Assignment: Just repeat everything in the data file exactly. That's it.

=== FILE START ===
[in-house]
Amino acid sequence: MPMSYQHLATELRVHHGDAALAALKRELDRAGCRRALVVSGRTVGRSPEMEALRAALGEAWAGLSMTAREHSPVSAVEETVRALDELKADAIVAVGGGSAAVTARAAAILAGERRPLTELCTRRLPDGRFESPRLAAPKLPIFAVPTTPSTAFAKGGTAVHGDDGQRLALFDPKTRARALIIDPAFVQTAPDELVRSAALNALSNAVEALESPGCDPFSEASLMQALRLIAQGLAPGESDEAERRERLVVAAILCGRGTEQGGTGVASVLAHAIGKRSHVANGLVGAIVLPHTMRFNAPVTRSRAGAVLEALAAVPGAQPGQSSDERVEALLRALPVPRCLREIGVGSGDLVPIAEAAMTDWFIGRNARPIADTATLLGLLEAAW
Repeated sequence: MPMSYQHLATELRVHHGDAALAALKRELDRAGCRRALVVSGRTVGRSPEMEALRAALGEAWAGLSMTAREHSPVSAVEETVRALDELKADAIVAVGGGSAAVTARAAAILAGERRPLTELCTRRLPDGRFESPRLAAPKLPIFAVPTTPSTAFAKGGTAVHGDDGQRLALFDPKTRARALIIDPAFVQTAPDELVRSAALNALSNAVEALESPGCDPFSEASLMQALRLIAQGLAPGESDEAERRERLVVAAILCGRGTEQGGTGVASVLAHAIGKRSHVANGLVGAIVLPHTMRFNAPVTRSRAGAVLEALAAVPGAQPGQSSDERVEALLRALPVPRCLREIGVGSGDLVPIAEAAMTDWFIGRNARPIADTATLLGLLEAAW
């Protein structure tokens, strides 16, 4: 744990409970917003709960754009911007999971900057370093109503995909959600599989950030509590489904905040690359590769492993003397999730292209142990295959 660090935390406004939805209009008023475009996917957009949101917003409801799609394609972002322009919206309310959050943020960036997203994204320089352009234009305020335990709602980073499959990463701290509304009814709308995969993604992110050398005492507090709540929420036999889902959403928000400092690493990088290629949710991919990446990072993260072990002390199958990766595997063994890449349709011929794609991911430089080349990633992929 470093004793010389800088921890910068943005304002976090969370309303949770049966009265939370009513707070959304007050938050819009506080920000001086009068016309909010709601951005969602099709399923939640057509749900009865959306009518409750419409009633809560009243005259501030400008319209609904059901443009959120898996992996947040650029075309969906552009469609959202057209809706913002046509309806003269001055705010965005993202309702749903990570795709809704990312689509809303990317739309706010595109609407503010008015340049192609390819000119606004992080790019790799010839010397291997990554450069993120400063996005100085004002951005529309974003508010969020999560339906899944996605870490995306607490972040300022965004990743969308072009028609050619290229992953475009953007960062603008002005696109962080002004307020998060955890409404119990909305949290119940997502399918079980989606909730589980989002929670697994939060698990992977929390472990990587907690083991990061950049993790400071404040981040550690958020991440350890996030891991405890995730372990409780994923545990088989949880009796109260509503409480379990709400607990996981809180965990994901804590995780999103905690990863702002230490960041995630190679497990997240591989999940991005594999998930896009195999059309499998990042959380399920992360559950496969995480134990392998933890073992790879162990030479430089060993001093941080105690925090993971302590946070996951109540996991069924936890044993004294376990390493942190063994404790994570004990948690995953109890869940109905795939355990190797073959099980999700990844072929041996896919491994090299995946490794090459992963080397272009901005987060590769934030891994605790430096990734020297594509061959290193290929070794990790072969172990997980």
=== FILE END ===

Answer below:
[in-house]
Amino acid sequence: MPMSYQHLATELRVHHGDAALAALKRELDRAGCRRALVVSGRTVGRSPEMEALRAALGEAWAGLSMTAREHSPVSAVEETVRALDELKADAIVAVGGGSAAVTARAAAILAGERRPLTELCTRRLPDGRFESPRLAAPKLPIFAVPTTPSTAFAKGGTAVHGDDGQRLALFDPKTRARALIIDPAFVQTAPDELVRSAALNALSNAVEALESPGCDPFSEASLMQALRLIAQGLAPGESDEAERRERLVVAAILCGRGTEQGGTGVASVLAHAIGKRSHVANGLVGAIVLPHTMRFNAPVTRSRAGAVLEALAAVPGAQPGQSSDERVEALLRALPVPRCLREIGVGSGDLVPIAEAAMTDWFIGRNARPIADTATLLGLLEAAW
Repeated sequence: MPMSYQHLATELRVHHGDAALAALKRELDRAGCRRALVVSGRTVGRSPEMEALRAALGEAWAGLSMTAREHSPVSAVEETVRALDELKADAIVAVGGGSAAVTARAAAILAGERRPLTELCTRRLPDGRFESPRLAAPKLPIFAVPTTPSTAFAKGGTAVHGDDGQRLALFDPKTRARALIIDPAFVQTAPDELVRSAALNALSNAVEALESPGCDPFSEASLMQALRLIAQGLAPGESDEAERRERLVVAAILCGRGTEQGGTGVASVLAHAIGKRSHVANGLVGAIVLPHTMRFNAPVTRSRAGAVLEALAAVPGAQPGQSSDERVEALLRALPVPRCLREIGVGSGDLVPIAEAAMTDWFIGRNARPIADTATLLGLLEAAW
């Protein structure tokens, strides 16, 4: 744990409970917003709960754009911007999971900057370093109503995909959600599989950030509590489904905040690359590769492993003397999730292209142990295959 660090935390406004939805209009008023475009996917957009949101917003409801799609394609972002322009919206309310959050943020960036997203994204320089352009234009305020335990709602980073499959990463701290509304009814709308995969993604992110050398005492507090709540929420036999889902959403928000400092690493990088290629949710991919990446990072993260072990002390199958990766595997063994890449349709011929794609991911430089080349990633992929 470093004793010389800088921890910068943005304002976090969370309303949770049966009265939370009513707070959304007050938050819009506080920000001086009068016309909010709601951005969602099709399923939640057509749900009865959306009518409750419409009633809560009243005259501030400008319209609904059901443009959120898996992996947040650029075309969906552009469609959202057209809706913002046509309806003269001055705010965005993202309702749903990570795709809704990312689509809303990317739309706010595109609407503010008015340049192609390819000119606004992080790019790799010839010397291997990554450069993120400063996005100085004002951005529309974003508010969020999560339906899944996605870490995306607490972040300022965004990743969308072009028609050619290229992953475009953007960062603008002005696109962080002004307020998060955890409404119990909305949290119940997502399918079980989606909730589980989002929670697994939060698990992977929390472990990587907690083991990061950049993790400071404040981040550690958020991440350890996030891991405890995730372990409780994923545990088989949880009796109260509503409480379990709400607990996981809180965990994901804590995780999103905690990863702002230490960041995630190679497990997240591989999940991005594999998930896009195999059309499998990042959380399920992360559950496969995480134990392998933890073992790879162990030479430089060993001093941080105690925090993971302590946070996951109540996991069924936890044993004294376990390493942190063994404790994570004990948690995953109890869940109905795939355990190797073959099980999700990844072929041996896919491994090299995946490794090459992963080397272009901005987060590769934030891994605790430096990734020297594509061959290193290929070794990790072969172990997980």